Brancacci Chapel
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Tourist informations
Entrance from: Piazza del Carmine.
Opening hours: Holydays: 1-5PM; Working days: 10AM-5PM. Closed on Tuesday.
Admission ticket: Euro 4.

The frescoes in the Brancacci Chapel are one of the most important monuments of the Italian art of 15th Century and were studied and admired by great artists such as Botticelli, Leonardo and Michelangelo.

History - In the spotlight

 History


In 1422 Felice Brancacci stated in his will the painting of frescoes in a chapel owned by his family in the church of Santa Maria del Carmine since the 14th Century.
The frescoes were begun by Masolino and Masaccio, who worked on them from 1423 to 1428. After Masaccio's death, Masolino continued alone, but the frescoes were still unfinished when, in 1436, Felice Brancacci was banned from Florence as an oppositor of the Medici: the frescoes in the Chapel were finally completed by Filippino Lippi between 1480 and 1485.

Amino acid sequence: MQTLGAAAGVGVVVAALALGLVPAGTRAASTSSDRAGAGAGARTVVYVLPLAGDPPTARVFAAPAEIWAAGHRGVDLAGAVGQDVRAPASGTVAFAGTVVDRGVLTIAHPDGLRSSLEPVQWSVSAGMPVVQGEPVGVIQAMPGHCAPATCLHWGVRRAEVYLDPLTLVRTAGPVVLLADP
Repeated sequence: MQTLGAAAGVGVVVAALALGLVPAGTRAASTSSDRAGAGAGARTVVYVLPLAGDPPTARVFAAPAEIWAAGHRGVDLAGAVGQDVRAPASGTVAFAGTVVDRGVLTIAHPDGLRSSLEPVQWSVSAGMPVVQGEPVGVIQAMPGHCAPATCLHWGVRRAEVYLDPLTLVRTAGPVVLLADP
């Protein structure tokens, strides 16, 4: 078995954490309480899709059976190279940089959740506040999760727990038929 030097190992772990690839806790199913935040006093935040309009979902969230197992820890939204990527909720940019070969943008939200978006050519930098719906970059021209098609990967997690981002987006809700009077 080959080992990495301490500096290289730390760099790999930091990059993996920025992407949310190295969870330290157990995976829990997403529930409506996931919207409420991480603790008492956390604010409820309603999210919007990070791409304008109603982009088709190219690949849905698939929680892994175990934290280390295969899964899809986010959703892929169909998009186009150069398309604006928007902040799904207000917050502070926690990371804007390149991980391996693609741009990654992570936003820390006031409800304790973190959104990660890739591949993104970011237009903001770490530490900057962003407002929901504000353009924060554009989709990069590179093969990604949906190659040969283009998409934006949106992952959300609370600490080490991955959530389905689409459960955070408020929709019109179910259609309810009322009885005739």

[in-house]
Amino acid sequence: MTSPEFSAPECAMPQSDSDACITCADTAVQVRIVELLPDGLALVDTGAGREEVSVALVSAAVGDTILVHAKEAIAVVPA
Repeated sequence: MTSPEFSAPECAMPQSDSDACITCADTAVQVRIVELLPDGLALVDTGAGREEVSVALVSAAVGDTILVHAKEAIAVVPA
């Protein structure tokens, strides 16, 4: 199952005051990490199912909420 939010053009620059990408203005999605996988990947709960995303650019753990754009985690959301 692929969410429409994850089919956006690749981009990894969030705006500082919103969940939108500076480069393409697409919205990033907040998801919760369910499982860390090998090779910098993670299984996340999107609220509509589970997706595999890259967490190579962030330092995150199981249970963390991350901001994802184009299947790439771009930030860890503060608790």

The church was almost completely destroyed by a fire in 1771, but the frescoes in the Brancacci Chapel were only slightly damaged: they have been fully restored in the years 1983-1990 and now we can see them in their original magnificence.

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 In the spotlight


On the left wall: above: the masterwork of Masaccio, Expulsion of Adam and Eve from Paradise; at its side is another fresco of him, the Payment of the Tribute, containing a self-portrait of the artist; beneath: the last fresco completed by Masaccio, St. Peter Enthroned; the next scene, St. Peter Resuscitates the Empereor's Grandson, was begun by Masaccio and completed by Filippino Lippi, who painted also the fresco showing St. Peter in Prison.
On the central wall: St. Peter Preaching, by Masolino, and three frescoes by Masaccio with Episodes from the Life of St. Peter.
On the right wall: above: two frescoes by Masolino (Temptation of Adam and Eve and St. Peter Resuscitates Tabitha) and one by Masaccio, St. Peter Heales a Cripple; beneath: three frescoes by Filippino Lippi: An Angel Liberates St. Peter from the Prison; St. Peter and St. Paul before the Proconsul and Crucifixion of St. Peter.

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